Photos by Erich Lessing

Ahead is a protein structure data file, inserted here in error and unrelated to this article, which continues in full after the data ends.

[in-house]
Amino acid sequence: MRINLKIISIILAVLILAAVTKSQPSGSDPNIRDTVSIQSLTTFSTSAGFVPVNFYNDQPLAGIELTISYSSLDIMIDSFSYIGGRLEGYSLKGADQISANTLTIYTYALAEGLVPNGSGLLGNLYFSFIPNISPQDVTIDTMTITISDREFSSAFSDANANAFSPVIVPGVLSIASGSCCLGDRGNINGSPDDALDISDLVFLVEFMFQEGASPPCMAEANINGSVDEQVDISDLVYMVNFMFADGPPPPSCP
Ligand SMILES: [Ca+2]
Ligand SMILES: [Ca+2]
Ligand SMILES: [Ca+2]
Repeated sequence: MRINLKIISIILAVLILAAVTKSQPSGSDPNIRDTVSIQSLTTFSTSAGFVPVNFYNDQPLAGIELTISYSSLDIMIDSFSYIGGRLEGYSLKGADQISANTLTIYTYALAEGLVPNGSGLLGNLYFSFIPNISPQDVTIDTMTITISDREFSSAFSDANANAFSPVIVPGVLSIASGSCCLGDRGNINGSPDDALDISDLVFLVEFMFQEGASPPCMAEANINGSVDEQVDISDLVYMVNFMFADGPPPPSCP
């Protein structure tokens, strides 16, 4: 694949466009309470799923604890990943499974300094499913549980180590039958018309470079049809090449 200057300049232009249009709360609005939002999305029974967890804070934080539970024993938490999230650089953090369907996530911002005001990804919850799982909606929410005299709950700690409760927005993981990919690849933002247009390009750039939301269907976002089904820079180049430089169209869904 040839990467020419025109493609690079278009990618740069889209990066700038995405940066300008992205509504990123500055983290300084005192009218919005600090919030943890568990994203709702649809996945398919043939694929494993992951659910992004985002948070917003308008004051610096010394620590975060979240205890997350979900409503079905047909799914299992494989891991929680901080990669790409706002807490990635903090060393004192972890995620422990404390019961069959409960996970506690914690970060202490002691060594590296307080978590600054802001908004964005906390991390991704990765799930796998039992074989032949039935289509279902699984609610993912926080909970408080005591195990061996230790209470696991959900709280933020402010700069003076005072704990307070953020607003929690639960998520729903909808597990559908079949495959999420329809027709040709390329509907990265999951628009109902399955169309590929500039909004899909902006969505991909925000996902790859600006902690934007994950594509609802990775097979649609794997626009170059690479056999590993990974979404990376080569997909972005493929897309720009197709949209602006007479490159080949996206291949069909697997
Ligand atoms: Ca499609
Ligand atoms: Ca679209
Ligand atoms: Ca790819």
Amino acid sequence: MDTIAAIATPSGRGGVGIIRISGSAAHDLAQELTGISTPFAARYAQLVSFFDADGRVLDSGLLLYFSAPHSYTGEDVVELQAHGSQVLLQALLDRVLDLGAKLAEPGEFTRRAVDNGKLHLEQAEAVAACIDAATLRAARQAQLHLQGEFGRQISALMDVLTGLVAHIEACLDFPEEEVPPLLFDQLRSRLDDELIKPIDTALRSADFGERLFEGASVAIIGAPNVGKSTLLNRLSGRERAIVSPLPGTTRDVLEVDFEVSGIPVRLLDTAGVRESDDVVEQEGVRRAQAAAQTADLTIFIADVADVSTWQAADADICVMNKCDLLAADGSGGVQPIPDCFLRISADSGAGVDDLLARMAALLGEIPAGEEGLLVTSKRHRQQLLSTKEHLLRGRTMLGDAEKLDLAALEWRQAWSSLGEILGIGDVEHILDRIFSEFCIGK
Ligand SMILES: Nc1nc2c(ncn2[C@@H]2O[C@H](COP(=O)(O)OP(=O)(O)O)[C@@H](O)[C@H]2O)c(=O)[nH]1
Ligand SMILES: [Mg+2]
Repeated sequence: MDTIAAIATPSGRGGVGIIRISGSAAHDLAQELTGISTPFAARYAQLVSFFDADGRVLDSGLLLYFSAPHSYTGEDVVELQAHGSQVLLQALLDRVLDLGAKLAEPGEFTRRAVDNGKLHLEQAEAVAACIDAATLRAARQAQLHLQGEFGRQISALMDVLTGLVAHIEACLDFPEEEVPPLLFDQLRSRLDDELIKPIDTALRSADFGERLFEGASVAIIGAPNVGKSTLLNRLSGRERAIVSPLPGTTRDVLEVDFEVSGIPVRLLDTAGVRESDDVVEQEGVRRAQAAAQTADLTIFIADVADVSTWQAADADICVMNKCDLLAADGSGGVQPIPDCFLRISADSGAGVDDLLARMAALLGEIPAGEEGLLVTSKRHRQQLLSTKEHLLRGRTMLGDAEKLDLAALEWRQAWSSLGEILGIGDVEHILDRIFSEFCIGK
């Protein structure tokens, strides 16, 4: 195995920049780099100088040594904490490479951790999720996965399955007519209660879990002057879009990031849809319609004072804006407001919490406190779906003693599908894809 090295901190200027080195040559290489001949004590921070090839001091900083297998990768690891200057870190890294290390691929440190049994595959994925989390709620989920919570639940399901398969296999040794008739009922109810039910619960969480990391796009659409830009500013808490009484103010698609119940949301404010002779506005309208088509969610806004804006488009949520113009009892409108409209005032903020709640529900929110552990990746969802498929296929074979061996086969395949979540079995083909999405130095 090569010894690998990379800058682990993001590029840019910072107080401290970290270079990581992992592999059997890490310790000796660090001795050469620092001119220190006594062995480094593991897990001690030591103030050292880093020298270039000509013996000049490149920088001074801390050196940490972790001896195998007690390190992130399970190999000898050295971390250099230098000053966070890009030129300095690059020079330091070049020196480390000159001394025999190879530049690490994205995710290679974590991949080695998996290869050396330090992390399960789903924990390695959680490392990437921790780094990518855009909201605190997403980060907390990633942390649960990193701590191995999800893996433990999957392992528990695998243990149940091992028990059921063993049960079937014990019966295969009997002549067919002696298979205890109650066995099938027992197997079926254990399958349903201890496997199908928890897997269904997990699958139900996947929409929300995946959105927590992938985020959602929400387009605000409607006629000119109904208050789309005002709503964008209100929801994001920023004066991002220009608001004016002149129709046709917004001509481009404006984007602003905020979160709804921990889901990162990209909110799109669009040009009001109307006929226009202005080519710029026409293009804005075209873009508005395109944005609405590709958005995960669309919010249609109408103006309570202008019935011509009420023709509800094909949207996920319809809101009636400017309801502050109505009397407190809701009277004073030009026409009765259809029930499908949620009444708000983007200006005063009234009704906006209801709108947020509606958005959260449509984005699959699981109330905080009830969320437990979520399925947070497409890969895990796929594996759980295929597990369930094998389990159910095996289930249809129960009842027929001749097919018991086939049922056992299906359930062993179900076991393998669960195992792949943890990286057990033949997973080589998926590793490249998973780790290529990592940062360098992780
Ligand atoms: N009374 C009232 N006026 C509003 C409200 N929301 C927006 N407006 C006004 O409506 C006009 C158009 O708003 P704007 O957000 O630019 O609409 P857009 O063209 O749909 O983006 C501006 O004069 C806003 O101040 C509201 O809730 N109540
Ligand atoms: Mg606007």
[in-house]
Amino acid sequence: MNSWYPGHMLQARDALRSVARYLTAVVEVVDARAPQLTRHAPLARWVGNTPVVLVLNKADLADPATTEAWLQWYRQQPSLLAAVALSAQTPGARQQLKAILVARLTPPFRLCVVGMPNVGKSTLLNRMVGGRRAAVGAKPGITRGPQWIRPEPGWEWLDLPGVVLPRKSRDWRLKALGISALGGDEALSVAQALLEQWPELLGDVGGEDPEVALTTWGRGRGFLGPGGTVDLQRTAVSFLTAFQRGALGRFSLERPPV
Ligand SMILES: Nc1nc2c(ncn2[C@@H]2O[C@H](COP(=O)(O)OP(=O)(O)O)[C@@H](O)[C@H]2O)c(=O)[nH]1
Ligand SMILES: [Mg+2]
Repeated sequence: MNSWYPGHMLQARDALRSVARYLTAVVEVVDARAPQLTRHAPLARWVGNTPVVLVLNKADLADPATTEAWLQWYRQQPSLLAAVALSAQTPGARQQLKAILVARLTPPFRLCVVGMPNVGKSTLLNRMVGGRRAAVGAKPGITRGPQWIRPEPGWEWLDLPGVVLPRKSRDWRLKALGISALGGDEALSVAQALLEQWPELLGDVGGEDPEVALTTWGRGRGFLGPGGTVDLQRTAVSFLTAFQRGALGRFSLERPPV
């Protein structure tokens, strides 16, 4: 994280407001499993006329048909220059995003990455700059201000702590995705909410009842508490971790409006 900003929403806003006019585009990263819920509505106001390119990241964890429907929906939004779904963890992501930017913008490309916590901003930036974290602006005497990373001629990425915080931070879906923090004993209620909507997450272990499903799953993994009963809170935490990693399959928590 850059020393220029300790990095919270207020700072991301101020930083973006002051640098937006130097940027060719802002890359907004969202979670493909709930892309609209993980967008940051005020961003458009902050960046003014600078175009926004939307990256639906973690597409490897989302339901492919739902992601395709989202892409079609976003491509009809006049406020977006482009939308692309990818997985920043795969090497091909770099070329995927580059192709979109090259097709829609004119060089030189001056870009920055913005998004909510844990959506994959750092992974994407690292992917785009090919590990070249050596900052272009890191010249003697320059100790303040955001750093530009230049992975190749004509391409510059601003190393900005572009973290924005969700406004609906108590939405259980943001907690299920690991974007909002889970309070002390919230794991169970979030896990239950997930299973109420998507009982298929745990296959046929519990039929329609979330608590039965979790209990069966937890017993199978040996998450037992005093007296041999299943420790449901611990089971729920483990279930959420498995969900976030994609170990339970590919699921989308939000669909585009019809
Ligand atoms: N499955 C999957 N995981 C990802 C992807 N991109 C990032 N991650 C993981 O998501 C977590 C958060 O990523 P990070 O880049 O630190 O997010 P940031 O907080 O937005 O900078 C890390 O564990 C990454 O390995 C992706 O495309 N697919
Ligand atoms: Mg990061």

Squeezed between the expansionist empires of Assyria and Babylon to the north and Egypt to the south, the inhabitants of ancient Israel and Judah often suffered disastrous invasions at the hands of their neighbors. Fortunately for modern historians, those who triumphed liked to preserve their victories in stone. For example, in a relief commemorating his Palestinian campaign near the end of his reign, Pharaoh Shoshenq I (945–924 B.C.) is poised to strike down his puny Semitic adversaries, whom he grasps by their hair. The Black Obelisk of Assyrian conqueror Shalmaneser III (859–824 B.C.) shows another scene of triumph, in which he accepts tribute from a prostrate King Jehu of Israel (the two photos have been merged electronically). Extra-Biblical artifacts such as these can enhance and corroborate the Biblical account in many ways, writes author Kenneth Kitchen. When considered in light of the various calendrical methods used by the neighbors of ancient Israel and Judah, these three streams of evidence—the Biblical account and the Egyptian and Mesopotamian records—help establish the dates of Biblical events, including the reigns of such rulers as Solomon.